Effects of resistance exercise on endothelial progenitor cell mobilization in women
|Author:||Fernando Ribeiro; Ilda P. Ribeiro; Ana C. Gonçalves; Alberto J. Alves; Elsa Melo; Raquel Fernandes; Rui Costa; Ana B. Sarmento-Ribeiro; José A. Duarte; Isabel M. Carreira; Sarah Witkowski; José Oliveira|
|Source:||Directory of Open Access Journals: DOAJ Articles|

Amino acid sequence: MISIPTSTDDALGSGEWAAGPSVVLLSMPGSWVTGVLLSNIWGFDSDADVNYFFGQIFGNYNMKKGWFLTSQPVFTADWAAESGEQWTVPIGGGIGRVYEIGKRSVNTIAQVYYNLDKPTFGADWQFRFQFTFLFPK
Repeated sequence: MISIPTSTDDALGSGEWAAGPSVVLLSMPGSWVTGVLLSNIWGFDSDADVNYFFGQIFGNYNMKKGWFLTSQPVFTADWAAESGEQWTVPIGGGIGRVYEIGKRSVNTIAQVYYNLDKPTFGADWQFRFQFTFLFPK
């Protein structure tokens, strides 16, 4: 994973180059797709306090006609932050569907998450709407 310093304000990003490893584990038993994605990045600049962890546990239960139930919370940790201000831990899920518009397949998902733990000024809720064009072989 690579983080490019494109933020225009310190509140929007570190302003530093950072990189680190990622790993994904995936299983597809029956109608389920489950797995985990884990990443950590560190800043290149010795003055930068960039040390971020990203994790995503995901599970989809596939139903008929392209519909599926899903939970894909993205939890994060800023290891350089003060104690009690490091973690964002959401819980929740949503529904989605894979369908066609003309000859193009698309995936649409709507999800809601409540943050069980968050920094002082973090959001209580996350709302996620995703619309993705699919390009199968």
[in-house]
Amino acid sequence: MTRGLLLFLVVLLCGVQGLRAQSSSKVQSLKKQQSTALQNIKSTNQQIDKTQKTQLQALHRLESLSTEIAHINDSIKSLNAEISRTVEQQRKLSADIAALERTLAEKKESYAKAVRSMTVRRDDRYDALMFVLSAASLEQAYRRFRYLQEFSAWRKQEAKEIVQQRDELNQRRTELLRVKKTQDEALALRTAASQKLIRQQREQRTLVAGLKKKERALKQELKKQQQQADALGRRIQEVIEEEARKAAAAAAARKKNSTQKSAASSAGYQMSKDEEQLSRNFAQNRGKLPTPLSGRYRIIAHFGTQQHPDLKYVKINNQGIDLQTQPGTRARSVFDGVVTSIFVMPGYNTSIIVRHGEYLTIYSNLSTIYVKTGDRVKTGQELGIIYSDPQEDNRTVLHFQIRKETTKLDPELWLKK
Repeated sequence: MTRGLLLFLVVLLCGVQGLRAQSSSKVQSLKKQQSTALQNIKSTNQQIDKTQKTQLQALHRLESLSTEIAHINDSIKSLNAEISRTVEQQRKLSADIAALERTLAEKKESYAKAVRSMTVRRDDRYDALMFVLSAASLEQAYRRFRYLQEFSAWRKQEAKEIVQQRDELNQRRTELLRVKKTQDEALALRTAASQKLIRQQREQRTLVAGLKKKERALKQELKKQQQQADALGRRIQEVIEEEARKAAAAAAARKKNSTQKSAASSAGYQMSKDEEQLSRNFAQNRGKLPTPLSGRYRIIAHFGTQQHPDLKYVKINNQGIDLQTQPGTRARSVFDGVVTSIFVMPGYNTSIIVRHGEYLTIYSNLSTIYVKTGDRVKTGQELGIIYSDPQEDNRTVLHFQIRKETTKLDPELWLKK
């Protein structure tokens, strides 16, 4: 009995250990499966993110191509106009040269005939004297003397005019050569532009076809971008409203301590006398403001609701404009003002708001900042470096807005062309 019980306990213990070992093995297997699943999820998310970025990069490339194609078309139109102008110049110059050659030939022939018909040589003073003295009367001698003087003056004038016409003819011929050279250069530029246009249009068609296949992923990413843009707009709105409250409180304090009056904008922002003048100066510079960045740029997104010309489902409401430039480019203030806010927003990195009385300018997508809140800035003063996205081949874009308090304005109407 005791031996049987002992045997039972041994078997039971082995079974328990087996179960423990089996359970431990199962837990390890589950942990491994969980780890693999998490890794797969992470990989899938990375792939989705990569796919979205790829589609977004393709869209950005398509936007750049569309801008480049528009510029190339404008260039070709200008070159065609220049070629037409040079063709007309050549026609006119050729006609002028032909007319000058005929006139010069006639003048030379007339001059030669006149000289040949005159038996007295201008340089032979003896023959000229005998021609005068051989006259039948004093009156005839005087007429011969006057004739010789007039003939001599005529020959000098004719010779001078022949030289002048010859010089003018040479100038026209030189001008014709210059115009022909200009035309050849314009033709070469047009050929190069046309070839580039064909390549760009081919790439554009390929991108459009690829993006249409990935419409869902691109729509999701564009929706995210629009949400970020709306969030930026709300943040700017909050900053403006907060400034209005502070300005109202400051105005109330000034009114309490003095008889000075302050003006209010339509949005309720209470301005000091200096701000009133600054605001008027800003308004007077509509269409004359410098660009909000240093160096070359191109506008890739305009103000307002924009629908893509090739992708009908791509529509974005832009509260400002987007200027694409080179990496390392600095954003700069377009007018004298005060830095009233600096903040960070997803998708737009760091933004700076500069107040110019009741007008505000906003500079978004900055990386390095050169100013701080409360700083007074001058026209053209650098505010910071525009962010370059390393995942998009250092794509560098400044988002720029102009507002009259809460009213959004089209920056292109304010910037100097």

Abstract This study aimed to determine the effect of a single bout of resistance exercise at different intensities on the mobilization of circulating EPCs over 24 hours in women. In addition, the angiogenic factors stromal cell-derived factor 1 (SDF-1α), vascular endothelial growth factor (VEGF), hypoxia-inducible factor 1-alpha (HIF-1α) and erythropoietin (EPO) were measured as potential mechanisms for exercise-induced EPCs mobilization. Thirty-eight women performed a resistance exercise session at an intensity of 60% (n = 13), 70% (n = 12) or 80% (n = 13) of one repetition maximum. Each session was comprised of three sets of 12 repetitions of four exercises: bench press, dumbbell curl, dumbbell squat, and standing dumbbell upright row. Blood was sampled at baseline and immediately, 6 hours, and 24 hours post-exercise. Circulating EPC and levels of VEGF, HIF-1α and EPO were significantly higher after exercise (P < 0.05). The change in EPCs from baseline was greatest in the 80% group (P < 0.05), reaching the highest at 6 hours post-exercise. The change in EPCs from baseline to 6 hours post-exercise was correlated with the change in VEGF (r = 0.492, P = 0.002) and HIF-1α (r = 0.388, P = 0.016). In general, a dose-response relationship was observed, with the highest exercise intensities promoting the highest increases in EPCs and angiogenic factors.